Plea deal talks continuing in Dugard kidnapping |

Plea deal talks continuing in Dugard kidnapping

PLACERVILLE, Calif. (AP) – A Northern California couple accused of holding Jaycee Dugard captive in their backyard for more than 18 years are due back in court amid ongoing negotiations on a possible plea deal.

Lawyer Stephen Tapson, who represents defendant Nancy Garrido, told The Associated Press that his client won’t be changing her plea to guilty in time for Thursday’s hearing because the last offer from the El Dorado County district attorney still had her serving a prison sentence of 180 years to life in exchange.

“Obviously if we got to trial and she loses, she goes to 500 and something years, so what’s the difference,” Tapson said, adding that he was pushing for a prison term of 30 to 40 years.

Garrido and her husband, Phillip, stand accused of kidnapping Dugard, now 30, when she was an 11-year-old girl and holding her captive in the backyard of their Antioch home. Each has been charged with 18 felony counts that include false imprisonment, rape and child pornography.

Nancy Garrido has pleaded not guilty. Criminal proceedings were suspended against Phillip Garrido for several months while he was evaluated as competent to stand trial. He is scheduled to enter his plea on Thursday.

Speculation that the case against them would be settled soon without a trial began circulating two-and-a-half weeks ago after Tapson told reporters that plea negotiations had opened with the couple giving full confessions to El Dorado detectives.

At that time, Tapson said the El Dorado County district attorney was talking about more than 241 years to life for Nancy Garrido and 440 years to life for Phillip Garrido, a convicted rapist who was on parole when Dugard was snatched from a school bus stop in 1991.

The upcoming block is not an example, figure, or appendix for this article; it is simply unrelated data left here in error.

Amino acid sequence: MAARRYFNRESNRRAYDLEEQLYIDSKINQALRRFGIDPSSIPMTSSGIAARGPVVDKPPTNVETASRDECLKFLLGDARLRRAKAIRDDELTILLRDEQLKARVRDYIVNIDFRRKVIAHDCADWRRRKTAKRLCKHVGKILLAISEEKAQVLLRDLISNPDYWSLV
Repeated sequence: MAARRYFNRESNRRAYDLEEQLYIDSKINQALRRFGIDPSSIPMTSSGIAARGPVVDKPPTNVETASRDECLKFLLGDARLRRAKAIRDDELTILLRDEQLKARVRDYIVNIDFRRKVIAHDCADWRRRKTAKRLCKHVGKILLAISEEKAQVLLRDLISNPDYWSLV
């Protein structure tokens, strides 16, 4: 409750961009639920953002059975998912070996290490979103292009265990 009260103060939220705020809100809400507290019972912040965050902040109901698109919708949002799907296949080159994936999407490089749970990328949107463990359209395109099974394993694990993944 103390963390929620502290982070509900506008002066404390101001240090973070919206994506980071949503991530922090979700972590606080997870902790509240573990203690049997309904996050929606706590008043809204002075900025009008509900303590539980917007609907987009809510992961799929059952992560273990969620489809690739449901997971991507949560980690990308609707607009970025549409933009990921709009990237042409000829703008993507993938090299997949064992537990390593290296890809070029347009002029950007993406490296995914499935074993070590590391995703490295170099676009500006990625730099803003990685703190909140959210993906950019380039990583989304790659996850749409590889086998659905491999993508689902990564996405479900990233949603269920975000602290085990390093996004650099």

Tapson said prosecutors had hoped the couple would provide during their February interviews information about or confessions in a number of unsolved child kidnappings and murders of prostitutes in Northern California.

Since they did not, there has been little movement in the plea discussions, he said. The 180-year offer for his client, who has admitted pulling the young Dugard into a car driven by her husband but denied participating in any sex crimes, came last Friday, Tapson said.

He said prosecutors now were talking about a prison term in the neighborhood of 500 years for Phillip Garrido.

“The DA wants to say, ‘I put the Garridos away for 5,000 years,'” Tapson said.

District Attorney Vern Pierson declined comment on the status of the case.

A plea bargain would allow Dugard and the two daughters she bore Phillip Garrido as a teenager to avoid having to testify before her alleged abductors. Dugard is scheduled to publish her memoirs in September, but has sought privacy since being freed a year-and-a-half ago.

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